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I've been having troubles with NUnit. I have a class that inherits from List and overrides Equals() (so two instances can be considered as equal when they contain the same elements in a different order). When using Assert.AreEqual, it fails, but using Assert.True and calling Equals manually works :

[Test]
public void Equals()
{
    var dieSet1 = new DieSet {new Die(1), new Die(2)};
    var dieSet2 = new DieSet {new Die(2), new Die(1)};

    Assert.True(dieSet1.Equals(dieSet2)); //ok
    Assert.AreEqual(dieSet1, dieSet2);    //fails with an exception
}

Here is the exception detail :

NUnit.Framework.AssertionException was unhandled by user code HResult=-2146233088 Message= Expected and actual are both with 2 elements Values differ at index [0] Expected: But was:

Source=nunit.framework StackTrace: at NUnit.Framework.Assert.That(Object actual, IResolveConstraint expression, String message, Object[] args) at NUnit.Framework.Assert.AreEqual(Object expected, Object actual) at DiceLibTest.DieSetTest.Equals() in c:\dev_code\DiceLib\DiceLibTest\DieSetTest.cs:line 47 InnerException:

I set a breakpoint in Equals(), and made sure it wasn't called when Assert.AreEqual was called.

My class is like this :

public class DieSet : List<Die>, IRollable
{
}

I've read some related questions, for instance : NUnit doesn't work well with Assert.AreEqual

But I double checked and my Equals() method has the correct signature.

public override bool Equals(object obj)
{
}

My guess is that NUnit internally has some special behaviors on List<> and/or arrays and/or collections in general, and that my class falls in one of these categories. My other guess is that I'm doing something wrong and I'm failing to see the obvious..

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2 Answers 2

up vote 5 down vote accepted

Yup - it's documented:

Beginning with version 2.4, multi-dimensioned arrays, nested arrays (arrays of arrays) and collections may be compared. Two arrays or collections will be treated as equal by Assert.AreEqual if they have the same dimensions and if each of the corresponding elements is equal.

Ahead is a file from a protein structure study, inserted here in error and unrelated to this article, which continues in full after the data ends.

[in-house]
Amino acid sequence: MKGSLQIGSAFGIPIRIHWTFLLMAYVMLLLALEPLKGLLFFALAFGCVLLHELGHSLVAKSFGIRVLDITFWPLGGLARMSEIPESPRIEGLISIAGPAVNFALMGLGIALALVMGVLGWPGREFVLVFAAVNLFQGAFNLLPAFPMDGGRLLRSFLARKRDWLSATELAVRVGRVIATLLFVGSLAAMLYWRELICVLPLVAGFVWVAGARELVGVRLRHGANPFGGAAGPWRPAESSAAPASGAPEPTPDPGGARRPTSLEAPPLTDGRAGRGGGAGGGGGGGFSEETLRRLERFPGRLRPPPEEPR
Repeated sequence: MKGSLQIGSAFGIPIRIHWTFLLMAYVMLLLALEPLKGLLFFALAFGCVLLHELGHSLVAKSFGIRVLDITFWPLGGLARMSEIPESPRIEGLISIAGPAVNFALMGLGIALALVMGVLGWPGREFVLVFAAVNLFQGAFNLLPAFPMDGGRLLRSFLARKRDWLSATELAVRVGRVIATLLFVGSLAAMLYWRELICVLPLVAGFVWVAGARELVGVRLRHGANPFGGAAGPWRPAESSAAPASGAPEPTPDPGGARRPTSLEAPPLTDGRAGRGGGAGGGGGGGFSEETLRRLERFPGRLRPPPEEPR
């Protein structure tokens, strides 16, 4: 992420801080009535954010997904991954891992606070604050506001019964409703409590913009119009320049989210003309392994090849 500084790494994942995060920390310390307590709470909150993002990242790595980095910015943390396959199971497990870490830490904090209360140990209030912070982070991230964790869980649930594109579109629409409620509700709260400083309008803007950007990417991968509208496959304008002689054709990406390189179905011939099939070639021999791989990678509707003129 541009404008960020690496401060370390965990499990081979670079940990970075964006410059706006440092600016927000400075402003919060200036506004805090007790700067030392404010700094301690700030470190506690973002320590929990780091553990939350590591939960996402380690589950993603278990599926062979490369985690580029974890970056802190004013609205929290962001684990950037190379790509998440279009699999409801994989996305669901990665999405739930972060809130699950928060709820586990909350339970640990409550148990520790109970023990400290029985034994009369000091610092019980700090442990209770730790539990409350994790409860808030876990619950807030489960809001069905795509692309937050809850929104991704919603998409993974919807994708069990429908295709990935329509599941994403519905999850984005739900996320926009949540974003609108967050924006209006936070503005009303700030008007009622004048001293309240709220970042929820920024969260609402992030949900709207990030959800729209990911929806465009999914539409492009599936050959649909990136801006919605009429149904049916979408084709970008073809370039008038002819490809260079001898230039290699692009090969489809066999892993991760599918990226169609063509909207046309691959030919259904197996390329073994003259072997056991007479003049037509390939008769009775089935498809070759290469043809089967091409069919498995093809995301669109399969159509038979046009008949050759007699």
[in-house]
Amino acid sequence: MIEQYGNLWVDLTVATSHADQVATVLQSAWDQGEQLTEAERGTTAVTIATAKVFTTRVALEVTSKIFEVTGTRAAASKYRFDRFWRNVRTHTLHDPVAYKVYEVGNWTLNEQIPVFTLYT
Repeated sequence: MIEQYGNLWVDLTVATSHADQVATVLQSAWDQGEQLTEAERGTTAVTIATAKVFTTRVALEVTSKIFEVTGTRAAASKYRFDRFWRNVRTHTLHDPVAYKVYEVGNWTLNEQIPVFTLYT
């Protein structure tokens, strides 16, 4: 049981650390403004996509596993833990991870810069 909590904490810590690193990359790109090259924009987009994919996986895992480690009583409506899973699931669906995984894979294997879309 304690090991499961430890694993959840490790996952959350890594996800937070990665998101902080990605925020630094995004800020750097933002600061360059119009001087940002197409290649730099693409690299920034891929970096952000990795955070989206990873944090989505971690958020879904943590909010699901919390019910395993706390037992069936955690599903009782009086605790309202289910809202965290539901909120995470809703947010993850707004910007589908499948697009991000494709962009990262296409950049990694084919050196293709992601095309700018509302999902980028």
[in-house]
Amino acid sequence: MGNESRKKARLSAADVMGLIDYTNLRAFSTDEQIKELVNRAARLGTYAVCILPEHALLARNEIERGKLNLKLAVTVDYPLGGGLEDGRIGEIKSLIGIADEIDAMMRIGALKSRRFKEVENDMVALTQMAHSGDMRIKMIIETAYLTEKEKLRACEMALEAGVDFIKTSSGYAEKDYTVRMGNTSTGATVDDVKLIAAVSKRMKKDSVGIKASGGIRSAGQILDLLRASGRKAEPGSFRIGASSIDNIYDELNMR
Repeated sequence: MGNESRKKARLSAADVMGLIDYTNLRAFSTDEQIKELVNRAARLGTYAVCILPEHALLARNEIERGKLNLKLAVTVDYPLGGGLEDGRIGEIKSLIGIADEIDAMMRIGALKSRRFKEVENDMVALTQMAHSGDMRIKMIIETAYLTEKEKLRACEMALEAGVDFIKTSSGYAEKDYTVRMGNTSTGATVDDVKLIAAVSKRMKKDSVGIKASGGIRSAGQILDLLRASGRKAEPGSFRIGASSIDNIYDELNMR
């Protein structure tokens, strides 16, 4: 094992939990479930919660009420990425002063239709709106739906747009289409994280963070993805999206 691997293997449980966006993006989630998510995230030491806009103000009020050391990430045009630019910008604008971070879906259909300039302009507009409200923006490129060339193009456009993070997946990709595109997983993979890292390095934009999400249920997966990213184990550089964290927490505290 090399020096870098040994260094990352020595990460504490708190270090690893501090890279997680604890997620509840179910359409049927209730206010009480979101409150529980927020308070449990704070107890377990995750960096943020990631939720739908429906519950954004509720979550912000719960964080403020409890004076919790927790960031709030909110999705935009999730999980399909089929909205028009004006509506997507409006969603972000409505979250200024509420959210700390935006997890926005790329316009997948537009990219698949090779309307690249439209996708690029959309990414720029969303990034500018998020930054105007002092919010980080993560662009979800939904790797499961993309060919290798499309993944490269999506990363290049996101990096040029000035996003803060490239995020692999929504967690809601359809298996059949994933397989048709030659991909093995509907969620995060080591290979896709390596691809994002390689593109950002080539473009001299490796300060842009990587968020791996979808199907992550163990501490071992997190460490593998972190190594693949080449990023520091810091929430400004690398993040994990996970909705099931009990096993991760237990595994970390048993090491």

So you probably want the Assert.True version instead, basically.

For most users, this behaviour is probably desirable - it just happens to conflict with your particular use.

Personally I wouldn't make a set-semantics type derive from List<T> to start with though - if you implemented ISet<T> instead (and used composition) then it may well just work.

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ouch, It was in the manual, I must have missed that... Thanks for the advice about implementing ISet and using composition instead. –  misterfrb Jul 25 '13 at 19:17

CollectionAssert.AreEqual or CollectionAssert.AreEquivalent are slightly more transparent ways of testing whether two collections contain the same elements either in the same order or in any order, respectively. I tend to try and use them if I know I'm comparing collections.

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Thanks for the tip, didn't know these methods ! I chose Jon Skeet's answer's as best answer, since I think it answers my question best, but your advice is actually very helpful, now I get a free trivial implementation of my Equals() method. I'm still hesitating whether i should really override equality, and now I'm really thinking maybe I should just use CollectionAssert.AreEquivalent when needed –  misterfrb Jul 25 '13 at 19:23

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